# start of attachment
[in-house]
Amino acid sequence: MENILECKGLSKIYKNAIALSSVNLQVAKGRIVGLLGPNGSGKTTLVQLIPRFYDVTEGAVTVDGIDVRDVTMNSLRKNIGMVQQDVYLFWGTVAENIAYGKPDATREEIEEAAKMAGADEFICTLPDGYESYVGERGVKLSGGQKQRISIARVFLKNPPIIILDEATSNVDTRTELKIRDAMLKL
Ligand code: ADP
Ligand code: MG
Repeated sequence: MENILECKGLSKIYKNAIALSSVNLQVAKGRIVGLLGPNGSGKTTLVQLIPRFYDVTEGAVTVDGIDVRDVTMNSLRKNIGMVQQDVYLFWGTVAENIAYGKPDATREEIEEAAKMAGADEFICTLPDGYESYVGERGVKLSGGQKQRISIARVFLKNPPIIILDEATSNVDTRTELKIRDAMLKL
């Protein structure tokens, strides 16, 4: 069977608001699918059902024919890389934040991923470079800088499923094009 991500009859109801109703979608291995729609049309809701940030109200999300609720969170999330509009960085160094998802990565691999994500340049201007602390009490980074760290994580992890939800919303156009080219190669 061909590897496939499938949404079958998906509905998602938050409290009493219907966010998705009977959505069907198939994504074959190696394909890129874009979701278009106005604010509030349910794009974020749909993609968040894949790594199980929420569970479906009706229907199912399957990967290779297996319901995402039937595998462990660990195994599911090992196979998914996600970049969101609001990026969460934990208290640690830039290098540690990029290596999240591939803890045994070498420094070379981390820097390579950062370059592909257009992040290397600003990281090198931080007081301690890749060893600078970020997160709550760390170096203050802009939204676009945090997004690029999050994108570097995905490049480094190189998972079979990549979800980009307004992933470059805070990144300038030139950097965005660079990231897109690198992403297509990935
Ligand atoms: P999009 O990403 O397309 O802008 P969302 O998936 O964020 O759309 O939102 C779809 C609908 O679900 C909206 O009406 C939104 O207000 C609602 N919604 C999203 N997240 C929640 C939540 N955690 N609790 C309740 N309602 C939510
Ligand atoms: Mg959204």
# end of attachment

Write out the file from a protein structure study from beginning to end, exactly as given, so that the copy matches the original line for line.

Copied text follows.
[in-house]
Amino acid sequence: MENILECKGLSKIYKNAIALSSVNLQVAKGRIVGLLGPNGSGKTTLVQLIPRFYDVTEGAVTVDGIDVRDVTMNSLRKNIGMVQQDVYLFWGTVAENIAYGKPDATREEIEEAAKMAGADEFICTLPDGYESYVGERGVKLSGGQKQRISIARVFLKNPPIIILDEATSNVDTRTELKIRDAMLKL
Ligand code: ADP
Ligand code: MG
Repeated sequence: MENILECKGLSKIYKNAIALSSVNLQVAKGRIVGLLGPNGSGKTTLVQLIPRFYDVTEGAVTVDGIDVRDVTMNSLRKNIGMVQQDVYLFWGTVAENIAYGKPDATREEIEEAAKMAGADEFICTLPDGYESYVGERGVKLSGGQKQRISIARVFLKNPPIIILDEATSNVDTRTELKIRDAMLKL
């Protein structure tokens, strides 16, 4: 069977608001699918059902024919890389934040991923470079800088499923094009 991500009859109801109703979608291995729609049309809701940030109200999300609720969170999330509009960085160094998802990565691999994500340049201007602390009490980074760290994580992890939800919303156009080219190669 061909590897496939499938949404079958998906509905998602938050409290009493219907966010998705009977959505069907198939994504074959190696394909890129874009979701278009106005604010509030349910794009974020749909993609968040894949790594199980929420569970479906009706229907199912399957990967290779297996319901995402039937595998462990660990195994599911090992196979998914996600970049969101609001990026969460934990208290640690830039290098540690990029290596999240591939803890045994070498420094070379981390820097390579950062370059592909257009992040290397600003990281090198931080007081301690890749060893600078970020997160709550760390170096203050802009939204676009945090997004690029999050994108570097995905490049480094190189998972079979990549979800980009307004992933470059805070990144300038030139950097965005660079990231897109690198992403297509990935
Ligand atoms: P999009 O990403 O397309 O802008 P969302 O998936 O964020 O759309 O939102 C779809 C609908 O679900 C909206 O009406 C939104 O207000 C609602 N919604 C999203 N997240 C929640 C939540 N955690 N609790 C309740 N309602 C939510
Ligand atoms: Mg959204």